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Anti-takeover provisions in our Certificate of Incorporation and Amended and Restated Bylaws (“Bylaws”) and under Delaware law, as well as certain existing contractual arrangements, make a third-party acquisition of WMIH difficult.

Our Certificate of Incorporation, including Article VIII thereof, and Bylaws, as well as certain contractual arrangements with KKR & Co. Inc., (together with its affiliates, “KKR”), contain provisions that make it difficult for a third party to acquire us, even if doing so might be deemed beneficial by our shareholders. These provisions could limit the price that investors might be willing to pay in the future for shares of our Common Stock.

We may sell additional shares of our Common Stock or other securities, or amend our outstanding securities, in the future to meet our capital requirements. In such circumstances, the ownership interests of our shareholders prior to such sale could be substantially diluted.

We have 3,500,000,000 shares of Common Stock authorized for issuance and 10,000,000 shares of preferred stock authorized for issuance. As of August 15, 2018, we had 1,089,679,818 shares of its Common Stock issued and outstanding. The possibility of dilution posed by shares available for future sale could reduce the market price of our Common Stock and could make it more difficult for us to raise funds through equity offerings in the future. For example, effective January 30, 2014, we issued 1,000,000 shares of our Series A Preferred Stock, which may be converted into 10,065,629 shares of our Common Stock. The dilutive effect of the issuance of these shares of Common Stock in the future could adversely affect our Common Stock by causing downward pressure on its market price. For example, if any security holder determines to sell a substantial number of shares of our Common Stock into the market at any given time, there may not be sufficient demand in the market to purchase the shares without a decline in the market price for our Common Stock. Moreover, continuous sales into the market of a number of shares in excess of the typical trading volume for our Common Stock could depress the trading market for our Common Stock over an extended period of time. In addition, the fact that our security holders can sell substantial amounts of our Common Stock in the public market, whether or not sales have occurred or are occurring, could make it more difficult for us to raise additional financing through the sale of equity or equity-related securities in the future at a time and price that we deem reasonable or appropriate, or at all.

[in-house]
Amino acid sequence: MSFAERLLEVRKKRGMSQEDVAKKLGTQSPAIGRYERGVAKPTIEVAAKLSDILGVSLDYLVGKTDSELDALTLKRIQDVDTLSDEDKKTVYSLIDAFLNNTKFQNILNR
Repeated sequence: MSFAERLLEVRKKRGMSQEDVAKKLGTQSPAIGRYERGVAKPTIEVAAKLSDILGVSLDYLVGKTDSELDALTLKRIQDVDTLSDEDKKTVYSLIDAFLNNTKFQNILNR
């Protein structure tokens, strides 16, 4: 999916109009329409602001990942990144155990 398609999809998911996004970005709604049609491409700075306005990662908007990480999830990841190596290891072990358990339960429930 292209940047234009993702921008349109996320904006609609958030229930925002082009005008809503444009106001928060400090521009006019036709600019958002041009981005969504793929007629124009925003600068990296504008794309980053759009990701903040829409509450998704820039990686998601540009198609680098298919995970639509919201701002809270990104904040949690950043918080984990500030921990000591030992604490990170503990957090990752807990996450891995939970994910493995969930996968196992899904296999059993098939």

The value of our Common Stock, and our ability to raise capital in the financial markets at times and at prices favorable to us, may be materially and adversely affected by the future sale of additional shares of our Common Stock or other securities, the future amendment of our outstanding securities, including the Series A Preferred Stock, or the perception that either of the foregoing could occur or become necessary, and by the terms and conditions of the Series A Preferred Stock, which is senior in priority to our Common Stock.

The dilutive effect of the issuance of shares of our Common Stock pursuant to the terms of the Series B Preferred Stock and in connection with the Merger could adversely affect our Common Stock by causing downward pressure on its market price and impair our ability to raise capital in the future through the sale of additional equity securities.

Upon the closing of the Merger, all outstanding shares of Series B Preferred Stock were automatically converted into shares of Common Stock and no Series B Preferred Stock remain outstanding following the closing. As a result, in addition to the 394,209,754 shares of our Common Stock issued as Merger Consideration, (ii) 21,197,619 shares of our Common Stock pursuant to the terms of the Warrant Exchange Agreement (as defined below), and (iii) 507,936 shares of Common Stock that were issued to each of Mr. Fairfield and Mr. Gallagher, we also issued, pursuant to the terms of the Series B Preferred Stock, 458,591,665 shares of our Common Stock pursuant to the terms of the Series B Preferred Stock, which includes 444,444,434 shares issued in connection with the mandatory conversion of the Series B Preferred Stock, 11,428,565 shares issued as a special distribution and 2,718,666 shares issued as Dividend Shares. Additionally, 9,652,268 shares of our Common Stock were previously issued as Dividend Shares pursuant to the terms of the Series B Preferred Stock. The issuance of the foregoing shares had a dilutive effect to our existing shareholders and could adversely affect